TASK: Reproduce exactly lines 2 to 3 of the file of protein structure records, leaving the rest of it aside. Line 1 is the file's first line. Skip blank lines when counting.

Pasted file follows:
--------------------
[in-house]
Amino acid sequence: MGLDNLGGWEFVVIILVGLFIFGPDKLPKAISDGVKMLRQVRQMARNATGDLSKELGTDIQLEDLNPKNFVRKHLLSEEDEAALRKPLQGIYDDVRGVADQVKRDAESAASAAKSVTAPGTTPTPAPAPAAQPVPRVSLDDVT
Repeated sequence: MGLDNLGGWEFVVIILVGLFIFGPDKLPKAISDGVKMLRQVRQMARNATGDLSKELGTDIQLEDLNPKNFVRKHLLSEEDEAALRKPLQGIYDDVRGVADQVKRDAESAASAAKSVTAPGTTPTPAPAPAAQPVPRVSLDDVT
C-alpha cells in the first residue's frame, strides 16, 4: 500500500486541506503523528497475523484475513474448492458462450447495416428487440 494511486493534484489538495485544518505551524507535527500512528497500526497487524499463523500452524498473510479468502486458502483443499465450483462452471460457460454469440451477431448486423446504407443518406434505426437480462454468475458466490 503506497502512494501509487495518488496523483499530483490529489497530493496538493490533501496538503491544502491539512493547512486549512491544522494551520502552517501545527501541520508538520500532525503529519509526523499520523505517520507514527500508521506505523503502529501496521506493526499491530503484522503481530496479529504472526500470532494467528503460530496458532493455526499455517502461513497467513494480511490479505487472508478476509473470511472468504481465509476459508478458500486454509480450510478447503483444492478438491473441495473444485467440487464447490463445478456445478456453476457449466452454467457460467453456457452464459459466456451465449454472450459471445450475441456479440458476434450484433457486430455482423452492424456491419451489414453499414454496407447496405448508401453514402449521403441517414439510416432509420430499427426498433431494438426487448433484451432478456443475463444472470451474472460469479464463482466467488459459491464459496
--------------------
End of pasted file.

Amino acid sequence: MGLDNLGGWEFVVIILVGLFIFGPDKLPKAISDGVKMLRQVRQMARNATGDLSKELGTDIQLEDLNPKNFVRKHLLSEEDEAALRKPLQGIYDDVRGVADQVKRDAESAASAAKSVTAPGTTPTPAPAPAAQPVPRVSLDDVT
Repeated sequence: MGLDNLGGWEFVVIILVGLFIFGPDKLPKAISDGVKMLRQVRQMARNATGDLSKELGTDIQLEDLNPKNFVRKHLLSEEDEAALRKPLQGIYDDVRGVADQVKRDAESAASAAKSVTAPGTTPTPAPAPAAQPVPRVSLDDVT